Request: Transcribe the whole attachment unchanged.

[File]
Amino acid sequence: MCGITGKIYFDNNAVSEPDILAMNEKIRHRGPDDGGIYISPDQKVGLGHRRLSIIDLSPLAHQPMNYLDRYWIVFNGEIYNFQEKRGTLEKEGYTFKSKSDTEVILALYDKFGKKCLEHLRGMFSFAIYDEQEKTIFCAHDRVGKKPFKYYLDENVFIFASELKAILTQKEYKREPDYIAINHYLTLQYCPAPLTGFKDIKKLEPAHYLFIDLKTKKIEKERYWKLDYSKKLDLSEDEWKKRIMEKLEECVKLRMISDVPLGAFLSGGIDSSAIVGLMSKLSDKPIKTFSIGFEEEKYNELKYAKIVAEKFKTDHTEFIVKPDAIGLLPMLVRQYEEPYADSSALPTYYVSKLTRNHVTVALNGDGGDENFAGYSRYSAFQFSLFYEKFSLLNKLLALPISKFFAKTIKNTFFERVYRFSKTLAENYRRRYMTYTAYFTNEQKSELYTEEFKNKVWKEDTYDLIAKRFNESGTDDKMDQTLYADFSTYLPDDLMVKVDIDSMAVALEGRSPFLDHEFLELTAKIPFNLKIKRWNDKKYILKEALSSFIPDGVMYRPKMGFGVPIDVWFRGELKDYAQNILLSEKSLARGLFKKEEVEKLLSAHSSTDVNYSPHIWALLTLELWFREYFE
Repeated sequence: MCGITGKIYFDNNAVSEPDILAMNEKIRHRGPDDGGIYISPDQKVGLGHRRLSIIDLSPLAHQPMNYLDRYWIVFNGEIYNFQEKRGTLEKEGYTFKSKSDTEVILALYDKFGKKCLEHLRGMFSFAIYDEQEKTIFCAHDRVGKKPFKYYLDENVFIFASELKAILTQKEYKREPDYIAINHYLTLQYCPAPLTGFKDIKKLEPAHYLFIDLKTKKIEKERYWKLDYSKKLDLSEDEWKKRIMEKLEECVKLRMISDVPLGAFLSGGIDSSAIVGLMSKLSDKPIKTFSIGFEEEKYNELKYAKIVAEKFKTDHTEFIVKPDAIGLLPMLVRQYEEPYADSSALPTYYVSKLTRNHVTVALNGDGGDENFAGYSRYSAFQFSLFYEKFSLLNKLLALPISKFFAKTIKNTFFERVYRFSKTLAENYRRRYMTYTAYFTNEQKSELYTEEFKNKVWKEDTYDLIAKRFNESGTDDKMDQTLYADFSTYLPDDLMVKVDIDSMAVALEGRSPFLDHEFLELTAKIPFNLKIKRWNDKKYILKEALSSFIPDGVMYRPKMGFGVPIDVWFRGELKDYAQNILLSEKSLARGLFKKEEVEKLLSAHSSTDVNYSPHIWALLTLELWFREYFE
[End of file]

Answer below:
Amino acid sequence: MCGITGKIYFDNNAVSEPDILAMNEKIRHRGPDDGGIYISPDQKVGLGHRRLSIIDLSPLAHQPMNYLDRYWIVFNGEIYNFQEKRGTLEKEGYTFKSKSDTEVILALYDKFGKKCLEHLRGMFSFAIYDEQEKTIFCAHDRVGKKPFKYYLDENVFIFASELKAILTQKEYKREPDYIAINHYLTLQYCPAPLTGFKDIKKLEPAHYLFIDLKTKKIEKERYWKLDYSKKLDLSEDEWKKRIMEKLEECVKLRMISDVPLGAFLSGGIDSSAIVGLMSKLSDKPIKTFSIGFEEEKYNELKYAKIVAEKFKTDHTEFIVKPDAIGLLPMLVRQYEEPYADSSALPTYYVSKLTRNHVTVALNGDGGDENFAGYSRYSAFQFSLFYEKFSLLNKLLALPISKFFAKTIKNTFFERVYRFSKTLAENYRRRYMTYTAYFTNEQKSELYTEEFKNKVWKEDTYDLIAKRFNESGTDDKMDQTLYADFSTYLPDDLMVKVDIDSMAVALEGRSPFLDHEFLELTAKIPFNLKIKRWNDKKYILKEALSSFIPDGVMYRPKMGFGVPIDVWFRGELKDYAQNILLSEKSLARGLFKKEEVEKLLSAHSSTDVNYSPHIWALLTLELWFREYFE
Repeated sequence: MCGITGKIYFDNNAVSEPDILAMNEKIRHRGPDDGGIYISPDQKVGLGHRRLSIIDLSPLAHQPMNYLDRYWIVFNGEIYNFQEKRGTLEKEGYTFKSKSDTEVILALYDKFGKKCLEHLRGMFSFAIYDEQEKTIFCAHDRVGKKPFKYYLDENVFIFASELKAILTQKEYKREPDYIAINHYLTLQYCPAPLTGFKDIKKLEPAHYLFIDLKTKKIEKERYWKLDYSKKLDLSEDEWKKRIMEKLEECVKLRMISDVPLGAFLSGGIDSSAIVGLMSKLSDKPIKTFSIGFEEEKYNELKYAKIVAEKFKTDHTEFIVKPDAIGLLPMLVRQYEEPYADSSALPTYYVSKLTRNHVTVALNGDGGDENFAGYSRYSAFQFSLFYEKFSLLNKLLALPISKFFAKTIKNTFFERVYRFSKTLAENYRRRYMTYTAYFTNEQKSELYTEEFKNKVWKEDTYDLIAKRFNESGTDDKMDQTLYADFSTYLPDDLMVKVDIDSMAVALEGRSPFLDHEFLELTAKIPFNLKIKRWNDKKYILKEALSSFIPDGVMYRPKMGFGVPIDVWFRGELKDYAQNILLSEKSLARGLFKKEEVEKLLSAHSSTDVNYSPHIWALLTLELWFREYFE